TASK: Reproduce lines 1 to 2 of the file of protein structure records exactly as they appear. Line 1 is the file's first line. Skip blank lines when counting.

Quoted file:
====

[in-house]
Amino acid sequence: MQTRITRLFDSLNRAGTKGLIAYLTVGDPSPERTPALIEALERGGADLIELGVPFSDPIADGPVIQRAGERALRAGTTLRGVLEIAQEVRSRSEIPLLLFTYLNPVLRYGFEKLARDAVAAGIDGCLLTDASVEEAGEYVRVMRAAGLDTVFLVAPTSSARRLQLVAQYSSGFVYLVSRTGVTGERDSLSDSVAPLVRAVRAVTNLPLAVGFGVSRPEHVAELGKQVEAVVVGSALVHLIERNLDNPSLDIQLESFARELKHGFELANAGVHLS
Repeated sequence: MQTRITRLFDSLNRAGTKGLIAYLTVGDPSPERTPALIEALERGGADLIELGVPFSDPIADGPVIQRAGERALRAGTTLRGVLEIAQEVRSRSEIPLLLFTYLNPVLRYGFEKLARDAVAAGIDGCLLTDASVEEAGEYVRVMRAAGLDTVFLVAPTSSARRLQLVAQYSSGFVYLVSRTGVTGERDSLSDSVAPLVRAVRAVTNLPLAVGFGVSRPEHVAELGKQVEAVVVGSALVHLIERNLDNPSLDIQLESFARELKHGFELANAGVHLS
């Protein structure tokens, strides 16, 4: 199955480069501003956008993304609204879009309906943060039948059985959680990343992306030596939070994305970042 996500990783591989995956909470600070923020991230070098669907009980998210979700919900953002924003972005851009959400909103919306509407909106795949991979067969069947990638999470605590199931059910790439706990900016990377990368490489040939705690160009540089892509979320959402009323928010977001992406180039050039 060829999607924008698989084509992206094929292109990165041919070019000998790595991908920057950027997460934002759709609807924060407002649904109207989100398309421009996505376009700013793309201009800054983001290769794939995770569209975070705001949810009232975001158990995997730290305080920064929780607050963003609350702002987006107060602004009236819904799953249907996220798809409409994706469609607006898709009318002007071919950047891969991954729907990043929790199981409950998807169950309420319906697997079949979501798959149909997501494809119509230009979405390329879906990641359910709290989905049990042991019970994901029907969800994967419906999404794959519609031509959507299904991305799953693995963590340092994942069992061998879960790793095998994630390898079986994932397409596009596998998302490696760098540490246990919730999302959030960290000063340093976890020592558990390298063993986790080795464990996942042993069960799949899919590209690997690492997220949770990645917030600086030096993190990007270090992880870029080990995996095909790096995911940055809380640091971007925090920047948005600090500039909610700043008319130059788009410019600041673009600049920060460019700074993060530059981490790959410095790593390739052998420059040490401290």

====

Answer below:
[in-house]
Amino acid sequence: MQTRITRLFDSLNRAGTKGLIAYLTVGDPSPERTPALIEALERGGADLIELGVPFSDPIADGPVIQRAGERALRAGTTLRGVLEIAQEVRSRSEIPLLLFTYLNPVLRYGFEKLARDAVAAGIDGCLLTDASVEEAGEYVRVMRAAGLDTVFLVAPTSSARRLQLVAQYSSGFVYLVSRTGVTGERDSLSDSVAPLVRAVRAVTNLPLAVGFGVSRPEHVAELGKQVEAVVVGSALVHLIERNLDNPSLDIQLESFARELKHGFELANAGVHLS